No one called me Mommy today

Today, no one insisted that I sit and watch cartoons.  No one wanted me to read just one more story.  No one sat on my lap or wiggled their fingers under the closed bathroom door or begged to go with me to the grocery store.

No one woke me up too early.  No one ate food from my plate.  No one asked me to play with them.

Really, at first it was a relief.  How can I forget those exhausting days of carrying around babies and negotiating with preschoolers and enduring the bedtime routine?  I lived my own Groundhog Day that began before each dawn with a crying baby or a small person standing bedside repeating “MOM MOM MOM” until I’d wake.

My kids were never good at sleeping in.

But today I did not wipe anyone’s nose.  I did not supervise tooth-brushing or hand-washing.  I didn’t wake anyone up, pick out anyone’s clothes, tie anyone’s shoes or put anyone to bed.  I didn’t kiss any “owies” or affix any Band-aids.

Back then, I spent my days parceling out Goldfish crackers and signing homework folders and begging kids to close the door to the back yard.  Kids left trails of muddy footprints and piles of Pokemon cards while Nickelodeon television provided the soundtrack to our lives.

I said things like, “STOP WRESTLING!” and “Please turn that down!” and “Where are your shoes?”  I was exasperated, on edge, overwhelmed with noise and touch and questions.  There was never enough and always too much.  I just wanted to get away and when I was away, I felt incredible guilt that I wasn’t right back in the midst of it all.  Even when my husband said, “Fine, go,” I felt like it was a gigantic imposition, an unreasonable request to escape the clutter and bickering and noise.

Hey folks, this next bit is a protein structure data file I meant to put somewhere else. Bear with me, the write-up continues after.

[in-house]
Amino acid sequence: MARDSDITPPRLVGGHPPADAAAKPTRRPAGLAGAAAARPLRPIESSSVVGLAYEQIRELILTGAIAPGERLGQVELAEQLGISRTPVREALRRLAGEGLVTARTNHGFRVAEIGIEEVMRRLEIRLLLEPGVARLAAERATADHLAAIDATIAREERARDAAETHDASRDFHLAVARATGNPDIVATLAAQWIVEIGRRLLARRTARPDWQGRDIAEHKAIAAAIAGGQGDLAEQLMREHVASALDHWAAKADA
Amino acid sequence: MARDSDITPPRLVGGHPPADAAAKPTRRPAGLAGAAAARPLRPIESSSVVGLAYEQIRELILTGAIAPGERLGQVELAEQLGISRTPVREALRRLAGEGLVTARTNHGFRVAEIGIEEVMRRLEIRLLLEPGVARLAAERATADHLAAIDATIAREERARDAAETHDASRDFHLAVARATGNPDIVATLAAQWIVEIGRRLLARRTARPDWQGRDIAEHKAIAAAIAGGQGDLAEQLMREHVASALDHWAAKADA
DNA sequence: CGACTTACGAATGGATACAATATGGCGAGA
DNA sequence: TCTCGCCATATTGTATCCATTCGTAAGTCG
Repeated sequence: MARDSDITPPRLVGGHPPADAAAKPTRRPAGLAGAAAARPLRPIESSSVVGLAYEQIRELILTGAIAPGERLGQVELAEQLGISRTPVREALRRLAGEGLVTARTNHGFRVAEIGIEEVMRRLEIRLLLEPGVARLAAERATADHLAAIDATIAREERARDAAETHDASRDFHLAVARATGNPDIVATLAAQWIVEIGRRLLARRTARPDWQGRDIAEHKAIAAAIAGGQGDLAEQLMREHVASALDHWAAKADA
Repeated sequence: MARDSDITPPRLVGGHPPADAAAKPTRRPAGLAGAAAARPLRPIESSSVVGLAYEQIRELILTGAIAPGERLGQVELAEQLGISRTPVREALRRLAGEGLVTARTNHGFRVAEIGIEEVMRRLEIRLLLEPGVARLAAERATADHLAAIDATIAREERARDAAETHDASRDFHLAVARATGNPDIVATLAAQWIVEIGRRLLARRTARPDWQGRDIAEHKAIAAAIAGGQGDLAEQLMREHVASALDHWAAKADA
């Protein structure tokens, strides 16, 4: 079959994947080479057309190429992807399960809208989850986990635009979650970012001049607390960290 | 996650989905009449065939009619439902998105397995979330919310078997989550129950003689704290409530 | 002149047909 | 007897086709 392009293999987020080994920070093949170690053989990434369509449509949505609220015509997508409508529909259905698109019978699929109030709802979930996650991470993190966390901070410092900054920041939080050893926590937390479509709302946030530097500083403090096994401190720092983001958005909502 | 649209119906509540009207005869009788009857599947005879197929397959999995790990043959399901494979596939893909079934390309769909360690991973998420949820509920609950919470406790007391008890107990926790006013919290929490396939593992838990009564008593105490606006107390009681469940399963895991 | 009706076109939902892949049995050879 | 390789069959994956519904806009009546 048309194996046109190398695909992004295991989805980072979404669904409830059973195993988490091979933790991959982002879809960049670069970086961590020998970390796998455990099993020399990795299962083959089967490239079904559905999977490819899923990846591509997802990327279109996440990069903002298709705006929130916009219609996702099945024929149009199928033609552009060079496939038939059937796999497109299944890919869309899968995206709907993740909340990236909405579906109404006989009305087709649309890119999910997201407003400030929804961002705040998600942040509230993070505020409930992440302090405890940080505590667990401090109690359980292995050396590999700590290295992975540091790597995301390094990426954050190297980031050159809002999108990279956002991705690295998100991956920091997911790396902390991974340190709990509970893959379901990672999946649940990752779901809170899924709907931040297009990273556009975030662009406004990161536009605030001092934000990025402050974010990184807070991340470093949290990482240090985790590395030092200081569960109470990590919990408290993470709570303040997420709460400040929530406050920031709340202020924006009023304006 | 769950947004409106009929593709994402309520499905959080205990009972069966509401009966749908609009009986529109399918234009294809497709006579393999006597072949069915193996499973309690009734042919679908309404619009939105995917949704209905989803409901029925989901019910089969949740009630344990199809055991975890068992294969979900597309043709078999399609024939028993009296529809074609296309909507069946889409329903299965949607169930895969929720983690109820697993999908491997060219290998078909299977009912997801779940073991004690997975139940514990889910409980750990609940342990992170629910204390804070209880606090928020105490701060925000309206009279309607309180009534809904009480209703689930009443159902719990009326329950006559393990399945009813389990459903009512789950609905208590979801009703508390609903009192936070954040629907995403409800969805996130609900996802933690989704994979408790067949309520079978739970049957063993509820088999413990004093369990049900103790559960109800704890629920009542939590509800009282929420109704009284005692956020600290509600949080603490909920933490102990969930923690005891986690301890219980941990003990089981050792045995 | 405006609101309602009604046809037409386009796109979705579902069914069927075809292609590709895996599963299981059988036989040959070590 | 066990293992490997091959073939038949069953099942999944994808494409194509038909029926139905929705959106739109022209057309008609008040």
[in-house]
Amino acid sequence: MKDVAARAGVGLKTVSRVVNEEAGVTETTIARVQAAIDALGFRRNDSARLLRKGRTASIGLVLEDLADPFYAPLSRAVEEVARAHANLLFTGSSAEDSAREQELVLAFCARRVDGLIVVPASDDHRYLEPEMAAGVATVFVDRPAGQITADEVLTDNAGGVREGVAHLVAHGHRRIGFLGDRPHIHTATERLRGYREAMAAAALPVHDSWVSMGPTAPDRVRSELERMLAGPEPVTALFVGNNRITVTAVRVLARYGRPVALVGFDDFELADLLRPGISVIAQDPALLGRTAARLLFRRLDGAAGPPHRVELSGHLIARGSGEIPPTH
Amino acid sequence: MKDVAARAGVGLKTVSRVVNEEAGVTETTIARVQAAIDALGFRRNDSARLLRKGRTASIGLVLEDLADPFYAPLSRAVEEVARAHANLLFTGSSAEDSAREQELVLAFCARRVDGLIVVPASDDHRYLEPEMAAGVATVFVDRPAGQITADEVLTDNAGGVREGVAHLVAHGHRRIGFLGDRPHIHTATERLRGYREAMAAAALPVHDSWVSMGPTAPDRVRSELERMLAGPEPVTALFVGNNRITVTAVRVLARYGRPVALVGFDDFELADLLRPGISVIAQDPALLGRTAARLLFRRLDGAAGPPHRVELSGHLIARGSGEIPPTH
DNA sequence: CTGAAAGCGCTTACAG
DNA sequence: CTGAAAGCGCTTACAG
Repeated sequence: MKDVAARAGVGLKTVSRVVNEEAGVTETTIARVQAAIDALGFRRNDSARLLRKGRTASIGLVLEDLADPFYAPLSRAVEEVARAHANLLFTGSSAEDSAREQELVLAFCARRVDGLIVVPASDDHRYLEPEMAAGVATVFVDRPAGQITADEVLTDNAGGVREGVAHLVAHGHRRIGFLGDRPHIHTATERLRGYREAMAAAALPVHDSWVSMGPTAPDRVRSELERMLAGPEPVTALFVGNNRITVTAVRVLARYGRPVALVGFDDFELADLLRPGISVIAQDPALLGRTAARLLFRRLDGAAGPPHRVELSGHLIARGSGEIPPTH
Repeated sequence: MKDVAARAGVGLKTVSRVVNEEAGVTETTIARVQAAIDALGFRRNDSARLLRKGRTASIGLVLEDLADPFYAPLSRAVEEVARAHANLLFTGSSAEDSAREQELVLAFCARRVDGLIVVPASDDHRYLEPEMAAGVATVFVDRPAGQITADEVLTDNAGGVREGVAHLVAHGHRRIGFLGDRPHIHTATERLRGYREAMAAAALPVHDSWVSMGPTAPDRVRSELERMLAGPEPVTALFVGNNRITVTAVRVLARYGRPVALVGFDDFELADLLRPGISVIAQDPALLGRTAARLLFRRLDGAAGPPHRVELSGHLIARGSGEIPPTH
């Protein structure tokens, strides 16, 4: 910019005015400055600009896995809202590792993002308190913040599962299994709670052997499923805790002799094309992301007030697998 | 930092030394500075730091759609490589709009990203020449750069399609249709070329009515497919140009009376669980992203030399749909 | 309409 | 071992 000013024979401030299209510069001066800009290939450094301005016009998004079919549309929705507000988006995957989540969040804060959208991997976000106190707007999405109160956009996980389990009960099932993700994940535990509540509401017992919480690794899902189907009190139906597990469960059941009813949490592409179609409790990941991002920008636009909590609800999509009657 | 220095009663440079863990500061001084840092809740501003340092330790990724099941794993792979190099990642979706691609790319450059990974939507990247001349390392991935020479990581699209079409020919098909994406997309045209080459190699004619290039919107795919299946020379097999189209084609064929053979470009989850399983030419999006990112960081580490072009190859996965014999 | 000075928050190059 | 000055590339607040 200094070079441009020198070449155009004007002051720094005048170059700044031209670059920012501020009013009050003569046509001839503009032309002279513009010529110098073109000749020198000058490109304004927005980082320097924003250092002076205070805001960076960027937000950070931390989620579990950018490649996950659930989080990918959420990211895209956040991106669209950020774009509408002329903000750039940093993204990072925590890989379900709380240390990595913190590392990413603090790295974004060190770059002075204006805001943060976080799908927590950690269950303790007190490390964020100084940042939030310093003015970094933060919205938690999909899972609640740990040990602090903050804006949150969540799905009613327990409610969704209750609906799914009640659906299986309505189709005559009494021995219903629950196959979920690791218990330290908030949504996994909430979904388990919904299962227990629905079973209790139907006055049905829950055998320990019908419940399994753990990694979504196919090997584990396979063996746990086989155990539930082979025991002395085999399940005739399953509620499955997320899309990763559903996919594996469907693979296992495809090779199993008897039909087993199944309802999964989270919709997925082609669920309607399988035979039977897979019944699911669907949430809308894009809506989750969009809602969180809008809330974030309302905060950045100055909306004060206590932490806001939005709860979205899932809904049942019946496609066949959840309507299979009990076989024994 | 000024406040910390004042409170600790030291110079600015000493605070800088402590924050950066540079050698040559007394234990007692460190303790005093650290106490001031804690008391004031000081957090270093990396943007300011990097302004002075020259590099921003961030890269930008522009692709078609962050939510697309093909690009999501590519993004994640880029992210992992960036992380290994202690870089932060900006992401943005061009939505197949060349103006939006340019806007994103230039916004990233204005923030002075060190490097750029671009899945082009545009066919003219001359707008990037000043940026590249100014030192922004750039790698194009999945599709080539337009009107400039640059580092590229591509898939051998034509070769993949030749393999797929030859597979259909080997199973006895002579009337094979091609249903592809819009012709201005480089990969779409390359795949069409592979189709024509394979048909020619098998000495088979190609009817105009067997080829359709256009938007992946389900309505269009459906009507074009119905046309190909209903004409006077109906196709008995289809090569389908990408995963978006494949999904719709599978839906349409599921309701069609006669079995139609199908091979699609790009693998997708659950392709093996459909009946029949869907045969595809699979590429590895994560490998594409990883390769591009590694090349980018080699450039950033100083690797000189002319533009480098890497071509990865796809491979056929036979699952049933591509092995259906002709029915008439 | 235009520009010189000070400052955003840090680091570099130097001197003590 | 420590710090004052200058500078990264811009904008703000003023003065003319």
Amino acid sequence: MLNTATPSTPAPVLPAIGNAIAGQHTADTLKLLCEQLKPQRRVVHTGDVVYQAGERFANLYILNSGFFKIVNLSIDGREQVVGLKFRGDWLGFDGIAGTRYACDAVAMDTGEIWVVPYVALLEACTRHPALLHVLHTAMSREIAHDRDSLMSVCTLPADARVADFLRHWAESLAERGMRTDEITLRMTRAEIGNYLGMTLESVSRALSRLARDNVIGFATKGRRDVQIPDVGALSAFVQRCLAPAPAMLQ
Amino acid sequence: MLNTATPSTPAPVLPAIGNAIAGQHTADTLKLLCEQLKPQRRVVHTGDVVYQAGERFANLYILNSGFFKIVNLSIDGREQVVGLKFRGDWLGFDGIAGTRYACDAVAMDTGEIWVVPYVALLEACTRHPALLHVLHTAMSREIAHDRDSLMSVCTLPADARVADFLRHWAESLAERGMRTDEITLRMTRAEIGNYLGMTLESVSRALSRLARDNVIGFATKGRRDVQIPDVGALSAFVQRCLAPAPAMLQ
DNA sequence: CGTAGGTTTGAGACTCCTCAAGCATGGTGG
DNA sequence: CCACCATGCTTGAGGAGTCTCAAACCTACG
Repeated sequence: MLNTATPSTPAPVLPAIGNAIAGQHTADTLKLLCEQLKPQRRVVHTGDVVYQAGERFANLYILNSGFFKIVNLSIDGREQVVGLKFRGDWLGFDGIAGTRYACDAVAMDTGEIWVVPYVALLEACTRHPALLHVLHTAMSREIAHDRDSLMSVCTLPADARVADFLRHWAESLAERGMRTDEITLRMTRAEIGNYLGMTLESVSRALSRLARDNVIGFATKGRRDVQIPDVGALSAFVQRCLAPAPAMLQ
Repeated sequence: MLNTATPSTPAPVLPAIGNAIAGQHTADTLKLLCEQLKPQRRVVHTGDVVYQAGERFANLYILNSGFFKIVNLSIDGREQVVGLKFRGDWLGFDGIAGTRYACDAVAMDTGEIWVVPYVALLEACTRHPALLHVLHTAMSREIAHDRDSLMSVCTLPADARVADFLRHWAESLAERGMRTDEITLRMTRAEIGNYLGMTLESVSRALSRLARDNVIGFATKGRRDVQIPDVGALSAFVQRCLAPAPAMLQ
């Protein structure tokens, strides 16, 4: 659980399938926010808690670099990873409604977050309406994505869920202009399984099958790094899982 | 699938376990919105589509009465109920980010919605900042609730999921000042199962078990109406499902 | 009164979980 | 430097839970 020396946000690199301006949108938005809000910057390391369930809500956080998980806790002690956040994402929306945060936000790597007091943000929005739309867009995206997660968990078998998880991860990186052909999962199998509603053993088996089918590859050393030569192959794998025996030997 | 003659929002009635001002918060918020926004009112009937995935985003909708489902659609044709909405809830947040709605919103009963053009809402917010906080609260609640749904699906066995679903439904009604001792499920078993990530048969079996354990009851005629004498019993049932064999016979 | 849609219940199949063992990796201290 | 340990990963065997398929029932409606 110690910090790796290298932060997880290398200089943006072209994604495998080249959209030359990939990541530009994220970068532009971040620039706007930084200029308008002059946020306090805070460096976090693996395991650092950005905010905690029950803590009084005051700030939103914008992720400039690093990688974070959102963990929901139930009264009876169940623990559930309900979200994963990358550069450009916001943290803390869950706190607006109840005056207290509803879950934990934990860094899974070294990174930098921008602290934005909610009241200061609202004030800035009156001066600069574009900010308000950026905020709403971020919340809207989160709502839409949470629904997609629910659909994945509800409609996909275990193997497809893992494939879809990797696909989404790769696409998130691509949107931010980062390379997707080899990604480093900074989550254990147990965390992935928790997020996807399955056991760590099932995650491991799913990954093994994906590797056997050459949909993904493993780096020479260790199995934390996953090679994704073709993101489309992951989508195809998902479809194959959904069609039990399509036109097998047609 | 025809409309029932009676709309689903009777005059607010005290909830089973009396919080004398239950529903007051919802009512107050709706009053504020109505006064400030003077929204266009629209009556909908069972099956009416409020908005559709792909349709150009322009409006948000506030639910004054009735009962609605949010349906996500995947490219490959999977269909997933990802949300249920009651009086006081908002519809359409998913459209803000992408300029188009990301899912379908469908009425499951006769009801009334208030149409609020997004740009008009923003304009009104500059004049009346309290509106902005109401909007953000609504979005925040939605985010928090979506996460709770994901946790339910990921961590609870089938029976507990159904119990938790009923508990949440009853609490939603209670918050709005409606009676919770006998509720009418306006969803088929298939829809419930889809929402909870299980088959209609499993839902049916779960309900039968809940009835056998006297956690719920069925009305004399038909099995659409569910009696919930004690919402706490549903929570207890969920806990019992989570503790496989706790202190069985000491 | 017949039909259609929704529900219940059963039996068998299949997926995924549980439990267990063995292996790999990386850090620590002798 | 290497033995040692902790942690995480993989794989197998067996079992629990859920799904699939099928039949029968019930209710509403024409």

Why couldn’t I just embrace the bedlam of living with babies and toddlers and preschoolers and kids?  I spent far too much time plotting my escape, counting down until bedtime, dreaming of the time I could shrug them off and sit alone and read a novel in peace.  For an introvert, motherhood feels like a raucous party where everyone screams with laughter, throws food and the music is so loud you can’t hear yourself think. I just wanted a moment.

Well, that moment has come.

I’m no longer the main character in their story.  I’m not their hero.  The pure devotion of early childhood has been replaced by know-it-all judgment of kids who can’t remember the fun things we did specifically for them in forgotten years.  No one gazes at me in adoration except my dog.

I’ve been writing about time and its slippery shape-shifting nature for so many years and yet, while I was watching, it slipped away from me, some sort of sleight of hand that occurred despite my scrutiny.  I was watching the whole time!  I never took my eyes off it and abracadabra, it disappeared anyway!

I have some of the space and quiet that I longed for in those busy years.

I’m not going to say it’s overrated.  Sleeping without a kid hogging your pillow or waking you up is awesome.  Leaving the kids home while running to the store is excellent.  I don’t miss car seats or sippy cups or diapers.  There are a lot of upsides to having half-grown kids who only need you for the twenty-bucks you occasionally hand out.

But if I could go back and hold a child on my lap and read a picture book–slowly, without skipping pages–I would.  I would watch cartoons and take a slow walk around the block and bask in being the most important person in their world. I’d make snakes out of Play-Doh and build super-high towers out of blocks and play Chutes & Ladders, even though that game never seems to end.